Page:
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Discussion Starter · #1 ·
Put the Box on my lift today to reattach the rear bumper lower moulding.........backed into a parking stall and the curb almost ripped it off. Got it back on and looks ok.
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For y'all living in the Rust Belt.......heres a pic of what the bottom of a California car looks like after 18 years of daily use........zero rust!
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I lift my car higher and walk around underneath it to check things out. No leaks, no broken axle boots, no worn out ball joints. Everything looks great for 236,xxx miles. Only thing I see are a couple of cracked rear beam axle bushings. I HATE dealing with these particular bushings at work........
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Toyota requires me to remove the entire axle beam to replace these bushings. Howeverrrr......at my home shop (where corners can be cut) 馃榿. If anybody's wondering, the easy way to replace these bushings........here's how I do it at my shop after placing the new bushings in a freezer:

1) Lift the car off the ground.

2) Place a jack stand under each of the bushing locations.......me having a hydraulic lift, I use tall jack stands much like the ones you see at a muffler shop which hold up exhaust pipe.

3) Lower the car so the jack stands receive some weight on them.

4) Remove both of the bushing bolts.

5) Lift the car so that it raises up, away from the bushings and you have enough room to work around.

6) Drill out the rubber section of the bushings.

7) With the center of the bushing gone, use a cutting tool to cut across the width of the remaining bushing ring and push the ring out of the axle beam.

8) Heat up the axle beam area where the new bushings will be inserted into it's housing.

9) Grab a new bushings from the freezer and blast it for 20 or 30 seconds with nitrous oxide to make it super cold (shrinks).

10) Place the frozen bushing into its location on the beam.

When the beam and the bushings get to normal temperatures, they become secured to each other, lower the car to install the bushing bolts finger tight.......lower the car onto the ground and finally tighten up the bushing bolts to spec.

Changing these bushings my way at my shop takes less than 30 minutes........changing these bushings Toyota's way at the stealership takes me 2 hours because of the required BS, unnecessary procedure.
 

Lots o leather and copper
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Nice trick using the heat differences. Me, not having a lift, take my 2nd gen to my mechanic and lets him deal with pressing new poly bushings in on the press. Would be nice to have a lift but can't fit it with all my wood working equipment.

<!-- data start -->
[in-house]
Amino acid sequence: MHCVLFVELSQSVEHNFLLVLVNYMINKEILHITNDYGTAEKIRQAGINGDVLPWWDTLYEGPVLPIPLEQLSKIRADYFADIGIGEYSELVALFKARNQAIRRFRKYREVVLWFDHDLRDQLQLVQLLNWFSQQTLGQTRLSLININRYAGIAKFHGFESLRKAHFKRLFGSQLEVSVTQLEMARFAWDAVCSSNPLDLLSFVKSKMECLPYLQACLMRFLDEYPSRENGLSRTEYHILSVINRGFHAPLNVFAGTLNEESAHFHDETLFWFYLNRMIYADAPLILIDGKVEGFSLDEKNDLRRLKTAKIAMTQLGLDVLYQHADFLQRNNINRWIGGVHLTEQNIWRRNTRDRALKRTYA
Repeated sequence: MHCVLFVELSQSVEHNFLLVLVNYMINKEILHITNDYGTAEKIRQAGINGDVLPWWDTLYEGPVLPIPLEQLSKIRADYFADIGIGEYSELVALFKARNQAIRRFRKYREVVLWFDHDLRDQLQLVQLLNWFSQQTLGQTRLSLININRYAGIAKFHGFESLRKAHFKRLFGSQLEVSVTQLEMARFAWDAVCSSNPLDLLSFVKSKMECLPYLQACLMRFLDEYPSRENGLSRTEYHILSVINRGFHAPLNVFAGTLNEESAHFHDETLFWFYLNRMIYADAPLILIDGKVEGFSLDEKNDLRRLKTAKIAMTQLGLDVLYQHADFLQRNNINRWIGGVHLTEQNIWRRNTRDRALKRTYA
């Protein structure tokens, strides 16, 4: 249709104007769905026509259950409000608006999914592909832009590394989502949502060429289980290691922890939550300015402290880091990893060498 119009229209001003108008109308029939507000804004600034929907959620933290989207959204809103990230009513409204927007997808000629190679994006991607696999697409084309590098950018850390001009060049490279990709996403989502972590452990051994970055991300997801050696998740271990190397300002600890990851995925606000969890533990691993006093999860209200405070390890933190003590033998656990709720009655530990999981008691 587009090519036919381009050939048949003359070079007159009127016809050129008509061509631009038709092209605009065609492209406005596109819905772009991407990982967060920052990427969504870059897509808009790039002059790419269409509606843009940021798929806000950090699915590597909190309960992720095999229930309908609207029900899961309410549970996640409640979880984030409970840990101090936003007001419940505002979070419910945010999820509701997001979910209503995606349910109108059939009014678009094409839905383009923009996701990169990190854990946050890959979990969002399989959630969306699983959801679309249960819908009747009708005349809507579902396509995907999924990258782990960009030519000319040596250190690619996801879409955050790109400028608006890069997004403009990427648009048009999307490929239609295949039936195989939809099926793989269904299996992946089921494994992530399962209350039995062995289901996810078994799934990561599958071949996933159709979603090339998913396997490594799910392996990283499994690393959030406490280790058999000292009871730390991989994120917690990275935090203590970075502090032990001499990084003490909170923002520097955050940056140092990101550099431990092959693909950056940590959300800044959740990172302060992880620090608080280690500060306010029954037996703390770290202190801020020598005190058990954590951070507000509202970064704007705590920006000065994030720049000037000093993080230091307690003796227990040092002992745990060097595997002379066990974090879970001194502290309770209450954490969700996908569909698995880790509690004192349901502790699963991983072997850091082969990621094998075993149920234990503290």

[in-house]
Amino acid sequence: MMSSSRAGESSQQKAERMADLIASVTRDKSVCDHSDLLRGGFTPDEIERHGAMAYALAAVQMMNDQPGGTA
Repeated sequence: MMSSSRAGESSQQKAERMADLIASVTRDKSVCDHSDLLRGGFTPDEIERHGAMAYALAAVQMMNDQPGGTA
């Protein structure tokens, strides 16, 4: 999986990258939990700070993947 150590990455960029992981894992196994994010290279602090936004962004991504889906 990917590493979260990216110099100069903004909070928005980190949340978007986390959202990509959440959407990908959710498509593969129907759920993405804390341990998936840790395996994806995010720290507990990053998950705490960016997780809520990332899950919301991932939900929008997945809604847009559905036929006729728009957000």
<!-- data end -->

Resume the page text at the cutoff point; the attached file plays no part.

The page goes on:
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Discussion Starter · #4 ·
Looking at the pic of your mechanics tools......I want them. I want ALL of them! Lol. I already have all, but I just want more. It's a hoarders disease I have. 馃し

That hydraulic press......here's how I have mine set up: I have eliminated the hand pump mechanism and rigged up a small electric motor to pump the fluid. I also installed foot switches so I can pump fluid or release fluid with my foot. This comes in great when needing both my hands to manipulate whatever parts I'm working with on the press. Also, I have a little trolly rail mounted above the press. Mounted on this trolly rail is a cheap Harbor Freight wench designed for use on ATV's. I use this wench to lift/hold heavy parts suspended in the air while I position the heavy parts on the hydraulic press.

Like.....I see how your mechanic has the rear axle beam positioned on his press. He has to use two hands to position the axle beam on the lower press plates. He has to use a third hand to position the bushing on the axle beam. He has to use a fourth hand to pump the press. That's a lot of hands.

The way I got my hydraulic press and trolly rail set up is similar to what Toyota has in our service bays.......only difference is Toyota spent $125,000 for each of their set ups and I spent less than $1,000on mine.
 

Lots o leather and copper
Joined
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Yeah, he keeps wanting to the conversion to motorize the press. Then he gets busy and forgets about it. He did mention that balancing the beam on the press was not fun but once positioned it was remarkably stable. He use to be a Toyota tech years ago but has been independent for going on 20 years now. Always been our go to guy for Scion work due to that and being the president of the car club.
 
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